• Check whether the XYZ App Shared folder is available under \private\var\mobile\Containers\Shared\AppGroup\<GUID>
        • Analyze:
          • Mobile installation logs
          • ApplicationState.db
          • containers3.sqlite
      2. If the app is still installed analyze:
        1. Mobile Installation Logs (App install/uninstall time)
        2. Data from the specific app parsed by different tools
        3. Every and each file in the App Sandbox
        4. SMS Messages related to app activation/usage (i.e. 2FA messages)
        5. iOS Notifications (verify possibly deleted messages, including content)
        6. Screenshots automatically/manually generated and related to the specific app (i.e. Telegram chat screenshot)
        7. For chat/messaging app, analyze the main database and search for missing rows (verify possibly deleted messages, approximate timestamp)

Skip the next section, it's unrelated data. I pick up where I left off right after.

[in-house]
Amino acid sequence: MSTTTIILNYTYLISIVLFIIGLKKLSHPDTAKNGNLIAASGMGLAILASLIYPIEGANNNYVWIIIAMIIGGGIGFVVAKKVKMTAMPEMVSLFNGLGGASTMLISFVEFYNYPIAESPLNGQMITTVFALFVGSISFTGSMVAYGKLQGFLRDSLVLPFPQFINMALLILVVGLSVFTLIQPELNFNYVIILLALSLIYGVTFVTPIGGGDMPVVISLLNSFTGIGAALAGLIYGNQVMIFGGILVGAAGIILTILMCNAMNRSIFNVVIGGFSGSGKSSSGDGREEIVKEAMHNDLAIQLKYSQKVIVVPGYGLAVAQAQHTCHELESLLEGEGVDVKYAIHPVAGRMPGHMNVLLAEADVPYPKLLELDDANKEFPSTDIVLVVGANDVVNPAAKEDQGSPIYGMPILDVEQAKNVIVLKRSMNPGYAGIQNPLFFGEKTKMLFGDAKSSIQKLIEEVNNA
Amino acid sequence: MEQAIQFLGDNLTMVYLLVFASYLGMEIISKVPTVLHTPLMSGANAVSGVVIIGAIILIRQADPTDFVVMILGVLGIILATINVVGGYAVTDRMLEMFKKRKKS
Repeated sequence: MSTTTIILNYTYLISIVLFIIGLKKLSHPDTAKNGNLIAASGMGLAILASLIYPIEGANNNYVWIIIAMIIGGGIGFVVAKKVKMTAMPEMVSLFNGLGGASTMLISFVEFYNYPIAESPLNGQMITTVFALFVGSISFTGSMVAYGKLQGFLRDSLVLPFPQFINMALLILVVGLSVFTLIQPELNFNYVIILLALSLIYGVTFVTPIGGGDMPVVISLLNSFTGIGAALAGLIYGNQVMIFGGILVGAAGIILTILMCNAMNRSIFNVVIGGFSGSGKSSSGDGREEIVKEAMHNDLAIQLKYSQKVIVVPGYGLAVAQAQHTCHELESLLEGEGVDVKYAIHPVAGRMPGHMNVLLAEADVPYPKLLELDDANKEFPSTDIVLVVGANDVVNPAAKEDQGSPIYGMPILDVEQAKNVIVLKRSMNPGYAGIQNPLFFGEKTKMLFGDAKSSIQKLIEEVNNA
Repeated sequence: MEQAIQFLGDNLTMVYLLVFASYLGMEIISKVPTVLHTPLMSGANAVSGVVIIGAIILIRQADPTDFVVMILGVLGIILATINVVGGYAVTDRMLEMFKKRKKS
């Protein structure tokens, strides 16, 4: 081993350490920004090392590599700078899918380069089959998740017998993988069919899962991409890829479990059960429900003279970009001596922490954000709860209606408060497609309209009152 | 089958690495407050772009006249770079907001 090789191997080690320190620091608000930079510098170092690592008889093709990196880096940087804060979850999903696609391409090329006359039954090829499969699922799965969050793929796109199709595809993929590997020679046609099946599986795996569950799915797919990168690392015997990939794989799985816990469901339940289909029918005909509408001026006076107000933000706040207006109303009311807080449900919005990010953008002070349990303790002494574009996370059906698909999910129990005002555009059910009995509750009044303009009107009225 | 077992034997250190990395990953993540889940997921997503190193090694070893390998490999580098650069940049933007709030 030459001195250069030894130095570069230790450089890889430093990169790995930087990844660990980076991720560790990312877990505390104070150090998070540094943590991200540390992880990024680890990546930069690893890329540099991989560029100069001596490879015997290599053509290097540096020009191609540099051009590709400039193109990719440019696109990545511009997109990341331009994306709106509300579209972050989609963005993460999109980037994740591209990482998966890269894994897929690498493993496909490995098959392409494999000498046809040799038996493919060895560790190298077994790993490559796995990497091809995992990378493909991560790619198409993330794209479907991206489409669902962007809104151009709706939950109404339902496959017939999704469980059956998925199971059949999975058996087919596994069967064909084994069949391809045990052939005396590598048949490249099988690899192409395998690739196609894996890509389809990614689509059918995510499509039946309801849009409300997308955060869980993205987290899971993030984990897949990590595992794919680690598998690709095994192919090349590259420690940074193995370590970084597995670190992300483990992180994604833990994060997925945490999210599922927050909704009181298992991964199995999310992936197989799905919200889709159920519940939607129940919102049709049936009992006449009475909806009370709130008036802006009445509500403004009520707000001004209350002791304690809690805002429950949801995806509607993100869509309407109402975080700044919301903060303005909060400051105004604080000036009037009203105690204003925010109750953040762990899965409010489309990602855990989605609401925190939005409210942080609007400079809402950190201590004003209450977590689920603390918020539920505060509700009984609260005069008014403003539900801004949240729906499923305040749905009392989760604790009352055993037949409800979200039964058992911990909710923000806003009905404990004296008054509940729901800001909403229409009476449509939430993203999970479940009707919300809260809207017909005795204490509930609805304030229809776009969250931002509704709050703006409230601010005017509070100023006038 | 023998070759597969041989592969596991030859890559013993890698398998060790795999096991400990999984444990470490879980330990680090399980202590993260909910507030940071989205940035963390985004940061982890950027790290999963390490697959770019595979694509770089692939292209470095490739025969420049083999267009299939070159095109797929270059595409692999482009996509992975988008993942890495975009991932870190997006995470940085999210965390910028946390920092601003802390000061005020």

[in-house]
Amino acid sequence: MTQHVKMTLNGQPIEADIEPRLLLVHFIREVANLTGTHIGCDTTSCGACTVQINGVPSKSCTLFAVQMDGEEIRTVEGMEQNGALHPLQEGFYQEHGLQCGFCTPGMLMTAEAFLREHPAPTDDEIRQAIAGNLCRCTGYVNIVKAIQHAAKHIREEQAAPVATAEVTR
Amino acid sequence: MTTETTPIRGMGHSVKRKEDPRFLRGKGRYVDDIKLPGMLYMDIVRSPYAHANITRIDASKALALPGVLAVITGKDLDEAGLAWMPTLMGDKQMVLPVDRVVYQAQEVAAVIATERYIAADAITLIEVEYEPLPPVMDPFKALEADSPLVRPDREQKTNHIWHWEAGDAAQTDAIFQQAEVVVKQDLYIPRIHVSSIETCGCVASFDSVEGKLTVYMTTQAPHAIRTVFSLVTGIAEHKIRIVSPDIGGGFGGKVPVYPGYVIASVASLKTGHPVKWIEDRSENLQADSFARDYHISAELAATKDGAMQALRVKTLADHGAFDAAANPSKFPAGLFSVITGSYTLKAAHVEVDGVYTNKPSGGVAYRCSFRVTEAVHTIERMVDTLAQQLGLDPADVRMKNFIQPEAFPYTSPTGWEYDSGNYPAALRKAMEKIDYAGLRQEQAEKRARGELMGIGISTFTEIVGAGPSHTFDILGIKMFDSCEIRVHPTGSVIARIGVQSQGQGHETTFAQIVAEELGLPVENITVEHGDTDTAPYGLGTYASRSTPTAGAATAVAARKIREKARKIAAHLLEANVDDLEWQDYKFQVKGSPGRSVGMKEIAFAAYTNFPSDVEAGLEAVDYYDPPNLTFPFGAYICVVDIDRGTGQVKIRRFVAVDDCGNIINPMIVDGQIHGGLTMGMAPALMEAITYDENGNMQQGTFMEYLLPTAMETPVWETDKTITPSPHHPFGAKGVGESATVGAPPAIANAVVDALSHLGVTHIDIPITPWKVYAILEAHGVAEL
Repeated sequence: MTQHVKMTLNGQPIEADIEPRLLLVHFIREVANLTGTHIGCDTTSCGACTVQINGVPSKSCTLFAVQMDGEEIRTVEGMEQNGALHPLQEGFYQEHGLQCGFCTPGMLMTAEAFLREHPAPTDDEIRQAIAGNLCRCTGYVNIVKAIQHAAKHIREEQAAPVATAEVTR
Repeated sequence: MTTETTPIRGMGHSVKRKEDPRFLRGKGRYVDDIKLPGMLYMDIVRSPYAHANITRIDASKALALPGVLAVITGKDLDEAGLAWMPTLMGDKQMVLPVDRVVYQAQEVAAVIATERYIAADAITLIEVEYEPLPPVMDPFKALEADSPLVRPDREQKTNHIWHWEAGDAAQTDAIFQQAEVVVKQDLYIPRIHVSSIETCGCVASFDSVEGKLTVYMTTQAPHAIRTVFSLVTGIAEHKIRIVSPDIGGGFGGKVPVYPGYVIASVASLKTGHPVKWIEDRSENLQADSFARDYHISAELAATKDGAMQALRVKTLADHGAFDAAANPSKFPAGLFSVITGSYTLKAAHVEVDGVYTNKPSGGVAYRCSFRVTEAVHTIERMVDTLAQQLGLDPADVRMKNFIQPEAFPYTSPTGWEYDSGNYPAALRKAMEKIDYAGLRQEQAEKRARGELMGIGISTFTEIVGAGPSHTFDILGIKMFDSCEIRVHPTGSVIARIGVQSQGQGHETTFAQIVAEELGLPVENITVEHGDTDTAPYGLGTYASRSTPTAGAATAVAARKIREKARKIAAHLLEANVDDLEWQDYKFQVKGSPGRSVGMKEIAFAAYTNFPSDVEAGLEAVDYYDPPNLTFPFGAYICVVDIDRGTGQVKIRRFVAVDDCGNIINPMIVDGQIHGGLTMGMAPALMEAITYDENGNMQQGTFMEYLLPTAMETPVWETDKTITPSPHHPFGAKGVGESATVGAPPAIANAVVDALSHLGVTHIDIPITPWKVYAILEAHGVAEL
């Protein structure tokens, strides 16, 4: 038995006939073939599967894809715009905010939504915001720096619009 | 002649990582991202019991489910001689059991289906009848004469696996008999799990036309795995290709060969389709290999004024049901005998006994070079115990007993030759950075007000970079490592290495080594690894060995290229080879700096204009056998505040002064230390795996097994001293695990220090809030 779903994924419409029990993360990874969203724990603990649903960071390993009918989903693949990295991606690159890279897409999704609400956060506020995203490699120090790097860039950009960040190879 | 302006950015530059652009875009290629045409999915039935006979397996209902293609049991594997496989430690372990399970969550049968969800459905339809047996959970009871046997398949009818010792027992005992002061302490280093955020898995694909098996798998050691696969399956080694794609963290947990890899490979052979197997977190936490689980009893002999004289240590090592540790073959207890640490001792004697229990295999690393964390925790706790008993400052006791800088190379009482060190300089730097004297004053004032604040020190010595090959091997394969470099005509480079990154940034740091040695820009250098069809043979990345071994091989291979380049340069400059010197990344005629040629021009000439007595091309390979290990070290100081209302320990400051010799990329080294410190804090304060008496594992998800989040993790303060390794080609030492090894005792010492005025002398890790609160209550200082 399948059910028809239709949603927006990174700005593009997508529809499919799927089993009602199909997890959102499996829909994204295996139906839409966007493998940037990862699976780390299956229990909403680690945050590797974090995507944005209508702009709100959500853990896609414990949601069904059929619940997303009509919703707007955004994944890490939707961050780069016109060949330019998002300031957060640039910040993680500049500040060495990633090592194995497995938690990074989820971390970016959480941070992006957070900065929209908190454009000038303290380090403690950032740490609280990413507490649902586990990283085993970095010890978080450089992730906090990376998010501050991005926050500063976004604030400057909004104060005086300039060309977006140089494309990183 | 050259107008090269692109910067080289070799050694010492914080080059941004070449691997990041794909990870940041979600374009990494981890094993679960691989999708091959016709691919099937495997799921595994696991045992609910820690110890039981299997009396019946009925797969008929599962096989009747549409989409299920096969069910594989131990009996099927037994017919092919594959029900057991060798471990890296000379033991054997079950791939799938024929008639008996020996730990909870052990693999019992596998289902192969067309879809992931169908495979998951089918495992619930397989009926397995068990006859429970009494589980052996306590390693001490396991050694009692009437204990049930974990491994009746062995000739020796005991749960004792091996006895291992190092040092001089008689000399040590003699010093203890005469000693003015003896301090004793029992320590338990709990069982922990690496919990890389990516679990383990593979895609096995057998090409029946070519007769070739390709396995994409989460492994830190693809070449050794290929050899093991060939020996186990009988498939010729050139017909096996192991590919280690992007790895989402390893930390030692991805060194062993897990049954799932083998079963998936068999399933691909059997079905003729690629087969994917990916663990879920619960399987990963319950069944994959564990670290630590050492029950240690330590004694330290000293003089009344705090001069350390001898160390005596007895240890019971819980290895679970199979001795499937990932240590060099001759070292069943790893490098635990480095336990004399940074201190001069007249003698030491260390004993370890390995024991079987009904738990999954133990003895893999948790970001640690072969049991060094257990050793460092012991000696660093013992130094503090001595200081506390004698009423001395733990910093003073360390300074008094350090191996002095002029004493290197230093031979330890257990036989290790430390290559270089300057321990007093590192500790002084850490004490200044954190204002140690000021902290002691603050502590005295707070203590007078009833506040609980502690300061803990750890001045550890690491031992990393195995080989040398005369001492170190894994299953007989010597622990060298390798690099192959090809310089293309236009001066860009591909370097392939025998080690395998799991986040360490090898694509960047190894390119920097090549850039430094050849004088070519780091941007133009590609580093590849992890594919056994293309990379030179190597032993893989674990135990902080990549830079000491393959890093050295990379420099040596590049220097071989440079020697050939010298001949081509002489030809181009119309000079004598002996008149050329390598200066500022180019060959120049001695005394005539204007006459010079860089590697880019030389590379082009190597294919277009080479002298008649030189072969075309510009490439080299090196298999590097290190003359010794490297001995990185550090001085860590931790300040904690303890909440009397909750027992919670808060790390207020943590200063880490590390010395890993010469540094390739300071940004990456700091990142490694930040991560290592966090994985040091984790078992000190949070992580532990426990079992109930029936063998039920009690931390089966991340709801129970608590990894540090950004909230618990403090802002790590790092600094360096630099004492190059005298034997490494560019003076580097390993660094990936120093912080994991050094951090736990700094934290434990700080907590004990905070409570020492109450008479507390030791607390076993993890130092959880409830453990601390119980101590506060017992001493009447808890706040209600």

8. Photos.sqlite (search for file saved by the app of interest)
        9. InteractionC (verify possibly deleted messages, only metadata)
        10. Power logs and backups (interaction with the App)
        11. Biome (interactions with the App)
        12. KnowledgeC (interactions with the App)
        13. Screen Time
        14. Net Usage / Data Usage
        15. TCC (Permissions)
        16. CrashLogs
        17. storeUser.db (historical usage of the app by the iCloud user)
        18. Raw keyword search for the app bundle and the app common name
        19. Extract and analyze syslog archive from a Sysdiagnose
      3. If the app is not installed:
        1. Mobile Installation Logs (App install/uninstall time)
        2. SMS Messages related to app activation/usage (i.e. 2FA messages)
        3. iOS Notifications (verify possibly deleted messages, including content)
        4. Screenshots automatically/manually generated and related to the specific app (i.e. Telegram chat screenshot)
        5. Photos.sqlite (search for file saved by the app of interest)